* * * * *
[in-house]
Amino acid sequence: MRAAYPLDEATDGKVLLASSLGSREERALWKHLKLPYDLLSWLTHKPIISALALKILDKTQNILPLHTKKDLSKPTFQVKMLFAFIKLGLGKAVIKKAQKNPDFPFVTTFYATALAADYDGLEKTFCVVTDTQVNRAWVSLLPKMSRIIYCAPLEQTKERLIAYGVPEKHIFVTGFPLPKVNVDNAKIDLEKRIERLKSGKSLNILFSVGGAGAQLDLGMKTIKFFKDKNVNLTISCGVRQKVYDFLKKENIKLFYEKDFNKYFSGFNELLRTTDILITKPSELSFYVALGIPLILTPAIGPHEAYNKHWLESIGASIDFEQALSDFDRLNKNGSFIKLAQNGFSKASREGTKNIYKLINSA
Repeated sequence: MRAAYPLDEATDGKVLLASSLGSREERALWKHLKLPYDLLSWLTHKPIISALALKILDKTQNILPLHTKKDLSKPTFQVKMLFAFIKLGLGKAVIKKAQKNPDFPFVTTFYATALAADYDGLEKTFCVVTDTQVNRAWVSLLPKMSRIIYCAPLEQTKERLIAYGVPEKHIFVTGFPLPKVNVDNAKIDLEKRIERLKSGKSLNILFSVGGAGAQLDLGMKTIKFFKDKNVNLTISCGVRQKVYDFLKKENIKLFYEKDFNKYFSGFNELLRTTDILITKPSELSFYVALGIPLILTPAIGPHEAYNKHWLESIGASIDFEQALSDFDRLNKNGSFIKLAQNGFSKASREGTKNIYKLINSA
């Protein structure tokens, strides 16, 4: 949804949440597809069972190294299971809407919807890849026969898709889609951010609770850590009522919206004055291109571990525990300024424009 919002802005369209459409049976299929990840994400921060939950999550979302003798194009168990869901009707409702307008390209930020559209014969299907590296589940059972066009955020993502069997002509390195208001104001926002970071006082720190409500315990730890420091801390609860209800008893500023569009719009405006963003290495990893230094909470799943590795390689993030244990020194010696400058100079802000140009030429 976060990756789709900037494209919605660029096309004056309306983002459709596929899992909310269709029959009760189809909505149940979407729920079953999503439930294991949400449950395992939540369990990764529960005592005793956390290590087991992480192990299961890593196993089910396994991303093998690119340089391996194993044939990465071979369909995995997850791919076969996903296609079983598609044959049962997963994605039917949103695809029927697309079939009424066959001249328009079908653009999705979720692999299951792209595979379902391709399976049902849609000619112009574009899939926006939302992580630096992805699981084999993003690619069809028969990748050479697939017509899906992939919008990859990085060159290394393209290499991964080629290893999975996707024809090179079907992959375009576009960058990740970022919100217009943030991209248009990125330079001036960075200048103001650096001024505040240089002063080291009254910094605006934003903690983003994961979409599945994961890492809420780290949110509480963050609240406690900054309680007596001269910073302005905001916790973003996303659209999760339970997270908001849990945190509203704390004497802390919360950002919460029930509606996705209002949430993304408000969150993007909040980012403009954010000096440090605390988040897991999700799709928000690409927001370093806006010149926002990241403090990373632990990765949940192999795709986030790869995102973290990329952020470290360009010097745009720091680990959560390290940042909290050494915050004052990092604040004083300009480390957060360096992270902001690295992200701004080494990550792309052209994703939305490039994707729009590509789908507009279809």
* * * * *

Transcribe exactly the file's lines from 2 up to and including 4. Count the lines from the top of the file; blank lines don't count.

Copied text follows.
Amino acid sequence: MRAAYPLDEATDGKVLLASSLGSREERALWKHLKLPYDLLSWLTHKPIISALALKILDKTQNILPLHTKKDLSKPTFQVKMLFAFIKLGLGKAVIKKAQKNPDFPFVTTFYATALAADYDGLEKTFCVVTDTQVNRAWVSLLPKMSRIIYCAPLEQTKERLIAYGVPEKHIFVTGFPLPKVNVDNAKIDLEKRIERLKSGKSLNILFSVGGAGAQLDLGMKTIKFFKDKNVNLTISCGVRQKVYDFLKKENIKLFYEKDFNKYFSGFNELLRTTDILITKPSELSFYVALGIPLILTPAIGPHEAYNKHWLESIGASIDFEQALSDFDRLNKNGSFIKLAQNGFSKASREGTKNIYKLINSA
Repeated sequence: MRAAYPLDEATDGKVLLASSLGSREERALWKHLKLPYDLLSWLTHKPIISALALKILDKTQNILPLHTKKDLSKPTFQVKMLFAFIKLGLGKAVIKKAQKNPDFPFVTTFYATALAADYDGLEKTFCVVTDTQVNRAWVSLLPKMSRIIYCAPLEQTKERLIAYGVPEKHIFVTGFPLPKVNVDNAKIDLEKRIERLKSGKSLNILFSVGGAGAQLDLGMKTIKFFKDKNVNLTISCGVRQKVYDFLKKENIKLFYEKDFNKYFSGFNELLRTTDILITKPSELSFYVALGIPLILTPAIGPHEAYNKHWLESIGASIDFEQALSDFDRLNKNGSFIKLAQNGFSKASREGTKNIYKLINSA
């Protein structure tokens, strides 16, 4: 949804949440597809069972190294299971809407919807890849026969898709889609951010609770850590009522919206004055291109571990525990300024424009 919002802005369209459409049976299929990840994400921060939950999550979302003798194009168990869901009707409702307008390209930020559209014969299907590296589940059972066009955020993502069997002509390195208001104001926002970071006082720190409500315990730890420091801390609860209800008893500023569009719009405006963003290495990893230094909470799943590795390689993030244990020194010696400058100079802000140009030429 976060990756789709900037494209919605660029096309004056309306983002459709596929899992909310269709029959009760189809909505149940979407729920079953999503439930294991949400449950395992939540369990990764529960005592005793956390290590087991992480192990299961890593196993089910396994991303093998690119340089391996194993044939990465071979369909995995997850791919076969996903296609079983598609044959049962997963994605039917949103695809029927697309079939009424066959001249328009079908653009999705979720692999299951792209595979379902391709399976049902849609000619112009574009899939926006939302992580630096992805699981084999993003690619069809028969990748050479697939017509899906992939919008990859990085060159290394393209290499991964080629290893999975996707024809090179079907992959375009576009960058990740970022919100217009943030991209248009990125330079001036960075200048103001650096001024505040240089002063080291009254910094605006934003903690983003994961979409599945994961890492809420780290949110509480963050609240406690900054309680007596001269910073302005905001916790973003996303659209999760339970997270908001849990945190509203704390004497802390919360950002919460029930509606996705209002949430993304408000969150993007909040980012403009954010000096440090605390988040897991999700799709928000690409927001370093806006010149926002990241403090990373632990990765949940192999795709986030790869995102973290990329952020470290360009010097745009720091680990959560390290940042909290050494915050004052990092604040004083300009480390957060360096992270902001690295992200701004080494990550792309052209994703939305490039994707729009590509789908507009279809």